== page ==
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Family battles must be heard over car seat issues

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Car seats are one of the safety devices that parents hope they never have to worry about.

They are intended to protect children when traveling by car, and a faulty vehicle could cause serious injury in the event of an accident.

Jasmine Pruden thought her three-year-old son Imrie’s seat was faulty.

“I felt like I was putting my son in danger every time we were in a car,” she said.

One of the harness straps was still loose and not snug against Imrie’s shoulder. It was also difficult to tighten.

“We always had to use two elbows and one hand on the edge of the car seat to tighten the adjuster,” Pruden said.

A loose harness strap is a red safety flag.

Former cop and forensic investigator Bruce Wilson says the tightness of the harness is critically important for the child restraint to do its job.

“The biggest risk we have for a loose harness is (that) during an impact, the child will come out of their harness and be thrown out of their seat,” he said.

Pruden purchased the Nuna Rava convertible car seat in June 2019 from the Baby On The Move store in Hamilton.

It ticked all the boxes for her, but more importantly, it had a 10-year lifespan, a two-year warranty, and it could work as a rear-facing seat for a long time.

Waka Kotahi recommends keeping your baby in a rear-facing child seat until they are at least two years old, depending on their height and weight.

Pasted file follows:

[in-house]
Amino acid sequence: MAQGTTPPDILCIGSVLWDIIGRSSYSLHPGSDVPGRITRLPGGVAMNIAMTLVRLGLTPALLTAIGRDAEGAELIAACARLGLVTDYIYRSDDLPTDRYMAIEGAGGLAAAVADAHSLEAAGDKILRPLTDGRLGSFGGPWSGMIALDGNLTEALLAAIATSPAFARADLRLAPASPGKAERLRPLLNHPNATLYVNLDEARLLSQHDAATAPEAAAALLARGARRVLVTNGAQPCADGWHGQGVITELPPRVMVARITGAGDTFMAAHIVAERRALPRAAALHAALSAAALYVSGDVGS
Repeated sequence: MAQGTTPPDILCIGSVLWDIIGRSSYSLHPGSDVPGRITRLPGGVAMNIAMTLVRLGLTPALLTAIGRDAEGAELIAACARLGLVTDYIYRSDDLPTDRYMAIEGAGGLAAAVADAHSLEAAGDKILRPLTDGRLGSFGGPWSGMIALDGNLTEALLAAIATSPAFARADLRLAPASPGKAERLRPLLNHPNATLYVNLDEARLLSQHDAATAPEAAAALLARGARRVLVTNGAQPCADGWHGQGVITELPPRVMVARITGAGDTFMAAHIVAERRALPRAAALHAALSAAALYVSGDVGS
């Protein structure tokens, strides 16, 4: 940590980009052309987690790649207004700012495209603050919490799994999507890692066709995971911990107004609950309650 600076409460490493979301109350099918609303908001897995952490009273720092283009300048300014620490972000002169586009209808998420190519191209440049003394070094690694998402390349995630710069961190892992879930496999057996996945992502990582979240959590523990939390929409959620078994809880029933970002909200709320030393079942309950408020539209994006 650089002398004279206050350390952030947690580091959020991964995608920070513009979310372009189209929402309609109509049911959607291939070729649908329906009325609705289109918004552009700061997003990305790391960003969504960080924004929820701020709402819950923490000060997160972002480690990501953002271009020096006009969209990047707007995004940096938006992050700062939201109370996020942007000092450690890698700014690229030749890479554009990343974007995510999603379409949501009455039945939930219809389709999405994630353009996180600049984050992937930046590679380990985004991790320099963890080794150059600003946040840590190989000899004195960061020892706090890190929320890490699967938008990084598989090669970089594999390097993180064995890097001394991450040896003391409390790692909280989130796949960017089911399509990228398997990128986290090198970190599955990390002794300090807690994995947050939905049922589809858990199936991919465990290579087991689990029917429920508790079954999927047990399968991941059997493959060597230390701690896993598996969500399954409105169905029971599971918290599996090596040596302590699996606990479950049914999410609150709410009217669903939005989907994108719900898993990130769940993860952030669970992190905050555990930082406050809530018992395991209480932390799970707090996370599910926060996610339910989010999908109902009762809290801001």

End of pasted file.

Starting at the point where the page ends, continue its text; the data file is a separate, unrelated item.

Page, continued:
Despite the good specs, according to Pruden, it was unfit for use because she couldn’t strap Imrie securely into the seat.

She took it back to the retailer and asked for a refund. Baby On the Move sent it to Nuna’s New Zealand distributor, Designer Baby Brands (Auckland), for evaluation.

Four weeks later, Nuna’s report showed that the harness mechanism was more difficult to tighten and release as it was compromised by the amount of dirt and debris caught in the mechanism.

Basically, the report said the seat wasn’t working because it was dirty and Pruden hadn’t cleaned it regularly.

Although she acknowledged that the seat was dirty, she felt that Nuna dismissed her concerns about the faulty harness, so she asked Wilson for a second opinion.

Wilson says Pruden’s was a typical seat and had the typical mess of a seat that’s been owned for three years. He said the problems with the seat weren’t due to dirt, but rather a design flaw.

Baby on the Move initially rejected Pruden’s request for a refund because the seat was not covered by its two-year warranty.

But the consumer warranty law states that products must be free from minor defects, safe to use, and last a reasonable amount of time.

Fair Go sent Wilson’s report to Designer Baby Brands and Baby On The Move for their response.

Designer Baby Brands claims to take product safety very seriously and that Nuna baby gear is thoroughly tested before leaving the factory and regularly evaluated by accredited, independent laboratories.

This sticks to the claim that Pruden’s problems with the car seat are due to dirt.

Baby On The Move told Fair Go that the safety of its seats is paramount.

“We accept Designer Baby Brand‘s conclusion that all issues were caused solely by a lack of regular cleaning,” it read.

He understands that Pruden was unhappy, and that might be clearer around the term “regular cleaning.” Baby On the Move is soon launching a campaign on this subject.

Pruden and Baby On The Move went to Dispute Tribunal and the case was settled.

Pruden received the cost of replacing the car seat and the cost of Wilson’s report.